We eventually arrived at our accommodation for the next 2 night at the Altyn Emel Hotel – the only accommodation in town for tourists. A very spacious room with a spectacular view of the sunset.
Note: After dinner at the restaurant next door to the hotel, we had planned to have an early night. We discovered there was a wedding to be held the next day. Three of the hotel guests (2 dressed in police uniform) were socialising in the open area between our room and the bathroom. We spent some time trying to converse with them and had to find Dina our interpreter only to discover that we had been invited to celebrate / toast this important event. Only two vodkas later did we escape. Bruce conveniently was downstairs and missed the action and Greg declined an additional drink graciously.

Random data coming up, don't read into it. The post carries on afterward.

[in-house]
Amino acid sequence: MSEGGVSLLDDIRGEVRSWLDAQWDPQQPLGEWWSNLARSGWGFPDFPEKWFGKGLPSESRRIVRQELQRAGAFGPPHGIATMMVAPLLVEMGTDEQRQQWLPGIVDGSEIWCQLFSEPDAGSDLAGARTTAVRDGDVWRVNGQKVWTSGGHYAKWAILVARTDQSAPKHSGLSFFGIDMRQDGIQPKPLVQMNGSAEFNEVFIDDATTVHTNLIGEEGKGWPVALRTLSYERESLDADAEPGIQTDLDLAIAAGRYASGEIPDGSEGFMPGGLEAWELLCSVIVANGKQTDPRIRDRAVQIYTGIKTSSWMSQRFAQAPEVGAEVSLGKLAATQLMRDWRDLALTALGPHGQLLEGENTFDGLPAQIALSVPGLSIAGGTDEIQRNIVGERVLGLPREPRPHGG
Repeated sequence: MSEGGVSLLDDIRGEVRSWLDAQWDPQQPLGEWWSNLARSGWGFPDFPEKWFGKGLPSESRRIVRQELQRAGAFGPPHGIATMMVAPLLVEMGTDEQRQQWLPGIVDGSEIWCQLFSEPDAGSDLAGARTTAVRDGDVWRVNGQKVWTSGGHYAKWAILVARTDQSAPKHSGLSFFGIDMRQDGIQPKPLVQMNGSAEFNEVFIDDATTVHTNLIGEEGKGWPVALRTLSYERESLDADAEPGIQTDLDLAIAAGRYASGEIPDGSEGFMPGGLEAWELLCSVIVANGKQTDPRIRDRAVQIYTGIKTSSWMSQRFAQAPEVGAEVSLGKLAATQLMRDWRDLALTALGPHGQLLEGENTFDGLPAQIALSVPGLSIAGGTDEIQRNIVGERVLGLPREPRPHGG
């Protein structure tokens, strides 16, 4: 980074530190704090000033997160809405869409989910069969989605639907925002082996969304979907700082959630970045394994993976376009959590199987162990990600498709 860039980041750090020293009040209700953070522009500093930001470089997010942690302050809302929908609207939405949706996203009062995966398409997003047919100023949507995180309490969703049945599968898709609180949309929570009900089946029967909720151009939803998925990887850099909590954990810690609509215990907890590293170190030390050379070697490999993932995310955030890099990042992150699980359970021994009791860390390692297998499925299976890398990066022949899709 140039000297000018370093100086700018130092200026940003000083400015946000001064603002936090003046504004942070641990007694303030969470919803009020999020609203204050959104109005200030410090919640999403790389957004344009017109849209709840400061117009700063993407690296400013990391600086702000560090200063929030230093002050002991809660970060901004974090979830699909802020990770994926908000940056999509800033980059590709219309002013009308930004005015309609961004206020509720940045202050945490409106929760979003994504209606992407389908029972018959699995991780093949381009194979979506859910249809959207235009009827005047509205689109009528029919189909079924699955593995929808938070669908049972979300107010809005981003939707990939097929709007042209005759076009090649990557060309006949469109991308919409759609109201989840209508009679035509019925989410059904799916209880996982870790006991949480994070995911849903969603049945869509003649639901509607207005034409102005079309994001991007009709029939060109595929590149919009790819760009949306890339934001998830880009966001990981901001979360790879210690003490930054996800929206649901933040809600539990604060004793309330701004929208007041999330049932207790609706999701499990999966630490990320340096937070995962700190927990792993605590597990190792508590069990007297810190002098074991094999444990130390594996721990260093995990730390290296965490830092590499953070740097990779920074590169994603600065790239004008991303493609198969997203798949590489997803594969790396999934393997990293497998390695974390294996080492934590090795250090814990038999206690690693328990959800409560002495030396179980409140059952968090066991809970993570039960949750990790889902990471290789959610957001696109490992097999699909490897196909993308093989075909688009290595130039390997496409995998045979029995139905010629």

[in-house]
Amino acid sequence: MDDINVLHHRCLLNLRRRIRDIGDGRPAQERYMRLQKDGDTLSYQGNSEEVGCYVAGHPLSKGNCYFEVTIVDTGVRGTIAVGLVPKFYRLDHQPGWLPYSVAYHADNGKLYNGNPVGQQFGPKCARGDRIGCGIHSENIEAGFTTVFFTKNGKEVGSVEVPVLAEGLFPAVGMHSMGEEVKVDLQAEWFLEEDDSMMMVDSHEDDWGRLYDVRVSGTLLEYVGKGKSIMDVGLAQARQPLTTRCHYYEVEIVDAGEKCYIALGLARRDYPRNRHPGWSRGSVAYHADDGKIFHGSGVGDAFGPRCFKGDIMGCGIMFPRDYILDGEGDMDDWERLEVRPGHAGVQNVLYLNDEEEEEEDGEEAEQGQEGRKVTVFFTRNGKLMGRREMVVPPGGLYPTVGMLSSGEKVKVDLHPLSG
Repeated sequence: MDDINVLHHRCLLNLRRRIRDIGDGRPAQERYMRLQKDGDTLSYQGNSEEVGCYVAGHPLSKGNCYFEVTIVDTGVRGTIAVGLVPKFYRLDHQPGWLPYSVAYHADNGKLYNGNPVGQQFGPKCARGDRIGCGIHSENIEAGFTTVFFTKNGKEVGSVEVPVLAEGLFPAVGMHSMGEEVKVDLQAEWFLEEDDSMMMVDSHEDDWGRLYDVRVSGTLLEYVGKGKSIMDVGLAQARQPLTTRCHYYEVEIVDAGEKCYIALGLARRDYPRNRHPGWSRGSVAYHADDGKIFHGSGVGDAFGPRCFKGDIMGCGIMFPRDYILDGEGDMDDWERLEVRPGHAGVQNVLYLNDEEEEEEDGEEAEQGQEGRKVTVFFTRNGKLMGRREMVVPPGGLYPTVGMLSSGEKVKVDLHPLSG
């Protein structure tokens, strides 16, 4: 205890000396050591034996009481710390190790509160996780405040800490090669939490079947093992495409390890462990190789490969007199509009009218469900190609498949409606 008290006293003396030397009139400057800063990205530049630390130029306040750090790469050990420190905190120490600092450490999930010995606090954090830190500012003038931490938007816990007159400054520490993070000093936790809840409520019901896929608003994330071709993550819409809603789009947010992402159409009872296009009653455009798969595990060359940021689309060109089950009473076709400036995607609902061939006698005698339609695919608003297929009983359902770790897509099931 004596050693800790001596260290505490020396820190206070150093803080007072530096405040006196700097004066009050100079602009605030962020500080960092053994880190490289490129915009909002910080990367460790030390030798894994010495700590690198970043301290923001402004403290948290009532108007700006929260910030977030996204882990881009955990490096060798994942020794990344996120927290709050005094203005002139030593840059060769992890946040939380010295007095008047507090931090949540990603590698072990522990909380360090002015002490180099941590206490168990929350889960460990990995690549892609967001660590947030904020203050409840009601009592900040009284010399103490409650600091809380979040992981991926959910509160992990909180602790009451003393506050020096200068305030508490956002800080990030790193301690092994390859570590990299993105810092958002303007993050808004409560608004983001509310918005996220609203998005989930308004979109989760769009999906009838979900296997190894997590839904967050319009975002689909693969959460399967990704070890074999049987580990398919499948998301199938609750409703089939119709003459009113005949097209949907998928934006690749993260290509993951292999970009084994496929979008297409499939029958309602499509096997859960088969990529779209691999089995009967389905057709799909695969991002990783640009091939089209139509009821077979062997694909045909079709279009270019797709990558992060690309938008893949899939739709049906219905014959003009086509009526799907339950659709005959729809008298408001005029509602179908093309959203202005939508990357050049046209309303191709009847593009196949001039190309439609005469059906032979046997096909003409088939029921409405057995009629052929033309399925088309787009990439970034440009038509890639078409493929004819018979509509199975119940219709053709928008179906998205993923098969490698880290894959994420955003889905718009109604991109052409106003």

Saturday 20 September
A relaxed start to today. Left the village at about 10 am and headed east towards the Chinese border. The road was sealed for a small distance and then we were back to our “good” gravel road. It was flat nothingness either side of the road with a mountain range to our left. We turned off the main road and headed for the Katutau Mountains (which translates as severe mountains in Kazak).
Definite red tinge to the mountains and as we entered further in it vaguely reminiscent of the Flinders Ranges. (Sedimentary rock with some volcanic extrusions). We spent considerable time climbing to the highest points and trying to capture the scenery with our cameras with limited success. We spotted a herd of fast moving goats in the distance, too fast to get a picture.